Pick Disease

Updated: Nov 18, 2019
  • Author: Monica Saini, MBBS, MD; Chief Editor: Jasvinder Chawla, MD, MBA  more...
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Pick disease (ICD-10 code G31.01) [1] is now best understood as a neuropathological construct presenting with either of two well-recognized phenotypic forms of cognitive dysfunction: behavioral variant frontotemporal dementia (bvFTD; 60–80%) and  semantic variant of primary progressive aphasia (svPPA). (See Presentation and Workup.) [2, 3]

Pick disease is a taupathy. Taupathies are syndromes that occur secondary to deposition of  abnormal forms of tau protein in the brain. Various taupathies can be differentiated based on preferential areas of brain involvement and /or involvement of specific cells/cellular compartments. The frontotemporal subtypes include: 

  1. Picks disease
  2. corticobasal degeneration (CBD)
  3. progressive supranuclear palsy (PSP)
  4. globular glial tauopathy (GGT)
  5. argyrophilic grain disease (AGD)
  6. primary age-related tauopathy (PART)

The majority of bvFTD patients mainly have FTLD-tau pathology (42%) rather than the other FTD proteinopathies (TDP-43, FUS) [32], with pick disease being the the most common FTLD-tau subtype (55–70%). Though previously considered rare, Picks disease is reported in up to 30% of  frontotemporal dementia (FTLD)-tau autopsy cases. [4]   

In contrast, most patients diagnosed with svPPA have TDP-43 pathology (70–90%); amongst the rest, half have FTLD-tau pathology, including PiD. [5]

Histopathological characteristics

Pick disease is morphologically distinct from other FTLD-tau subtypes and is characterized by presence of Pick bodies.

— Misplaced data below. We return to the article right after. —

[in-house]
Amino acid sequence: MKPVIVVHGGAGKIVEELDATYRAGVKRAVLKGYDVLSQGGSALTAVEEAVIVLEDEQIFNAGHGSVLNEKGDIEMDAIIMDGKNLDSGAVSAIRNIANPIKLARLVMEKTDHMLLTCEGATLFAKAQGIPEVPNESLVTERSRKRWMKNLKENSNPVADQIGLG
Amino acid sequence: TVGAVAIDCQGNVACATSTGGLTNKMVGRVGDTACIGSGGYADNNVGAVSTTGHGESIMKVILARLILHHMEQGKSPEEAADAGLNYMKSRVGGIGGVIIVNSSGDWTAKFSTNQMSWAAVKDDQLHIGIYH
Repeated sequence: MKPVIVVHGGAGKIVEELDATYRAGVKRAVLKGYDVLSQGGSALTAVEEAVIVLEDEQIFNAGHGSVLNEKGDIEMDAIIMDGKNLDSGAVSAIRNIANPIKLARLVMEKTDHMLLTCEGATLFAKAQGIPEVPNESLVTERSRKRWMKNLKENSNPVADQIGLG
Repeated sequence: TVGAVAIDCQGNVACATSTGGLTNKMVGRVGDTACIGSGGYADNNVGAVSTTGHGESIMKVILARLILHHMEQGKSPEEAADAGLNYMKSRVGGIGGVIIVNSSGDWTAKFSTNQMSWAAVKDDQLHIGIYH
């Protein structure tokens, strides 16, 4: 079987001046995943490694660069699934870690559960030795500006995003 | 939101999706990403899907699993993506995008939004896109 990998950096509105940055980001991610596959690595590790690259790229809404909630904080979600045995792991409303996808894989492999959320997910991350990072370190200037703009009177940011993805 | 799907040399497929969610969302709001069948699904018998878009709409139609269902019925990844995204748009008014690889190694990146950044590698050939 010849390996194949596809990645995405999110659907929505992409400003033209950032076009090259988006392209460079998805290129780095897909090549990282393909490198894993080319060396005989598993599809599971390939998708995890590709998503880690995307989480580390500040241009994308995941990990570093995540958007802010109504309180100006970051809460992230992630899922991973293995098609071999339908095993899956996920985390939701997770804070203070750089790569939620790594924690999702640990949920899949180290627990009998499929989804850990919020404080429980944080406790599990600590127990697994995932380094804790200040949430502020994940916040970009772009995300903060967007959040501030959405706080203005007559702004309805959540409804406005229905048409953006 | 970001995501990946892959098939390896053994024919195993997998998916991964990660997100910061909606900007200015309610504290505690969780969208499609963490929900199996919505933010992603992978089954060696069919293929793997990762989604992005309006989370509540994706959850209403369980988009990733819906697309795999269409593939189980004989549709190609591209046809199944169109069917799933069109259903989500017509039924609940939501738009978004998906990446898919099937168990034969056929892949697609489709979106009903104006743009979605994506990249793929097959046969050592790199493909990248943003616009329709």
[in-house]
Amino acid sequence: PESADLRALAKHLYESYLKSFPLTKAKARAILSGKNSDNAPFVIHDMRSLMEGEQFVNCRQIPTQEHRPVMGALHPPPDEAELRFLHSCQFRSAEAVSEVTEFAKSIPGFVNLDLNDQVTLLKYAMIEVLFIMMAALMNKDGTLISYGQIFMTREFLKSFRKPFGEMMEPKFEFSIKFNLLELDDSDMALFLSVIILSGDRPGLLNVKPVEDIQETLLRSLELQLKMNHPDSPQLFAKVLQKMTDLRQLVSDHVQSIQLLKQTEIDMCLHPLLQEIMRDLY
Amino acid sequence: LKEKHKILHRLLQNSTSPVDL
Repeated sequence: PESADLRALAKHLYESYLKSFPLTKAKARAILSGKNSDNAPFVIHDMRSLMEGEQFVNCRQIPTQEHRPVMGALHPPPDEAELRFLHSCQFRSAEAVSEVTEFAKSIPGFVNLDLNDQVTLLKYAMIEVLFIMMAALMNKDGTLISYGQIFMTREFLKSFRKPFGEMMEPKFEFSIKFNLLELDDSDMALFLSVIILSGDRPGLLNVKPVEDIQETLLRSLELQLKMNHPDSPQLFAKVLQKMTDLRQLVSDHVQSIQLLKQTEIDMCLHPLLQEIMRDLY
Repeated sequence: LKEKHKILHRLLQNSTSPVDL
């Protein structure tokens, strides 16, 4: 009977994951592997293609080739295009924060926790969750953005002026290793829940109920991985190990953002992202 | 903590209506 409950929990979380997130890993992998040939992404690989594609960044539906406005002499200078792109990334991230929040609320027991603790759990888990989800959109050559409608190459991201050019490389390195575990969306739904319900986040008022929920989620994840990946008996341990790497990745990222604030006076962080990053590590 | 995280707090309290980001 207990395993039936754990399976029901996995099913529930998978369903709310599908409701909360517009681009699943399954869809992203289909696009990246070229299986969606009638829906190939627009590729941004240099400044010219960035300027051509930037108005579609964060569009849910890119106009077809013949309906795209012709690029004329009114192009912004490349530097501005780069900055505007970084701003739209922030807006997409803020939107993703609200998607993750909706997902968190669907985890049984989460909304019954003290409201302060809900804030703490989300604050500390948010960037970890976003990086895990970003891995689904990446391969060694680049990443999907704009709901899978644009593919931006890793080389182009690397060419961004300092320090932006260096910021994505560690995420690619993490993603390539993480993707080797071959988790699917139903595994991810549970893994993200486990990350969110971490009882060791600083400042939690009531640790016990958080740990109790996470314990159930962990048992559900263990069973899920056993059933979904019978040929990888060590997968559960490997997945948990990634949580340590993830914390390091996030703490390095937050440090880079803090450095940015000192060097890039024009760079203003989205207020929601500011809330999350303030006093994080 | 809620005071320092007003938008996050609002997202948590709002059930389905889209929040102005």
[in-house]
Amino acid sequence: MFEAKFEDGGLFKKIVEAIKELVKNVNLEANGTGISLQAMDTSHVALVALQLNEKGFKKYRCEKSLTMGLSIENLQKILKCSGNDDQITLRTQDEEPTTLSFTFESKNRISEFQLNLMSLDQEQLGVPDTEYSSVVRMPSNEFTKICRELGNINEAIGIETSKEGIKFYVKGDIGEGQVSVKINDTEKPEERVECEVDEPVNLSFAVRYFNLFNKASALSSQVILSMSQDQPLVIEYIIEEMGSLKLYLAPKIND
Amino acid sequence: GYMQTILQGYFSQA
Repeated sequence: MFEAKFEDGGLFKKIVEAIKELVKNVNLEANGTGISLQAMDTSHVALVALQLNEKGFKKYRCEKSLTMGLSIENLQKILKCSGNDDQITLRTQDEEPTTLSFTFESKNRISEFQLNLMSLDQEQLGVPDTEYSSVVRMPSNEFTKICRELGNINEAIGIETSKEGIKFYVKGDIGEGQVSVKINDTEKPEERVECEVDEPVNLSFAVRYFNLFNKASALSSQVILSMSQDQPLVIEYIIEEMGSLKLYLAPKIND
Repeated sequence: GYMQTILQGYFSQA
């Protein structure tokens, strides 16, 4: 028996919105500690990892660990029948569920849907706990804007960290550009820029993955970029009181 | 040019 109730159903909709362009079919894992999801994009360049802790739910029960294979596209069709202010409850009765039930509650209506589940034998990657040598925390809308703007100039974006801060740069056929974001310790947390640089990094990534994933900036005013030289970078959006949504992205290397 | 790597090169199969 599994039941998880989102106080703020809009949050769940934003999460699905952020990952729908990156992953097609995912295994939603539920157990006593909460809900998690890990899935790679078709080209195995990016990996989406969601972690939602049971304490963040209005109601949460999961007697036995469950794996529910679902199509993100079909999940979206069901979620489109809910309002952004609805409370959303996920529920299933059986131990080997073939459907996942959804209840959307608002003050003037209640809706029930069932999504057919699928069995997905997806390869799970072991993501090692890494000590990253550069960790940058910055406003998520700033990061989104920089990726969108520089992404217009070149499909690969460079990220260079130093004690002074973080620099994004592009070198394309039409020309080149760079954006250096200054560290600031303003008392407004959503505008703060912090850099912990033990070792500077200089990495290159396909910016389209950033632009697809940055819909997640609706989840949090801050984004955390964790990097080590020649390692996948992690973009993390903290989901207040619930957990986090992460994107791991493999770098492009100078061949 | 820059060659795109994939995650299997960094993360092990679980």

Histopathological findings include:

  1. Pick bodies. These are 3-repeat tau-immunopositive bodies predominantly located in granular neurons in the hippocampal dentate gyrus, hippocampal CA1 pyramidal neurons, and layer II of frontal and temporal cortices. Pick bodies are argyrophilic on some silver stains (modified Bielschowsky silver), but are not observed with Gallyas silver. [6]
  2. Marked neuronal loss and cortical atrophy, especially in right ventral and dorsal frontal and anterior temporal regions. [7]
  3. Ramified astrocytes, characterized by tau-immunopositive deposits in the proximal astrocytic processes usually localized to one side of the astrocyte. However, these are not a hallmark neuropathological feature of Pick disease.
  4. Other features, which are not pathognomic, include presence of balloon neurons, threads and oligodendroglial globular cytoplasmic inclusions and coiled bodies.

Pick disease pathology (majority with bvFTD) has been staged as follows:

  • Phase I: limbic and frontotemporal involvement
  • Phase II: involves subcortical structures including basal ganglia, thalamus and brainstem
  • Phase III: involvement of the primary motor cortex and precerebellar nucle
  • Phase IV: widespread pathology including the primary visual cortex [8, 9]

See Figure 1 in Boxer et al (2013) for an illustration of the neuropathologic subtypes of Pick disease/FTD. [10]



Pick disease is a taupathy, with accumulation of abnormal tau protein in the brain.

Tau protein is a highly soluble microtubule-associated protein (MAPT) and promotes microtubule polymerization and stabilization. Tau protein in the brain is heterogeneous, due to alternative splice forms and post-translational modifications. “3R” and “4R” tau refer to the products of the alternative splicing of the MAPT gene (chromosome 17), which generates tau species with either three or four conserved ~32 amino acid repeats in the microtubule binding domain.

The tau protein in Pick disease is unique. It consists of residues K254-F378 of 3R tau, while other taupathies (including Alzheimer’s disease, progressive supranuclear palsy, and corticobasal ganglionic degeneration) either have 4Rtau or a combination of 3R and 4Rtau. [11] Tau filaments in Pick disease are characterized by 15–18 nm diameter straight tubules and 22–24 nm diameter twisted filaments.  

Accumulation of abnormal protein leads to progressive neuronal dysfunction and loss.

Genetic associations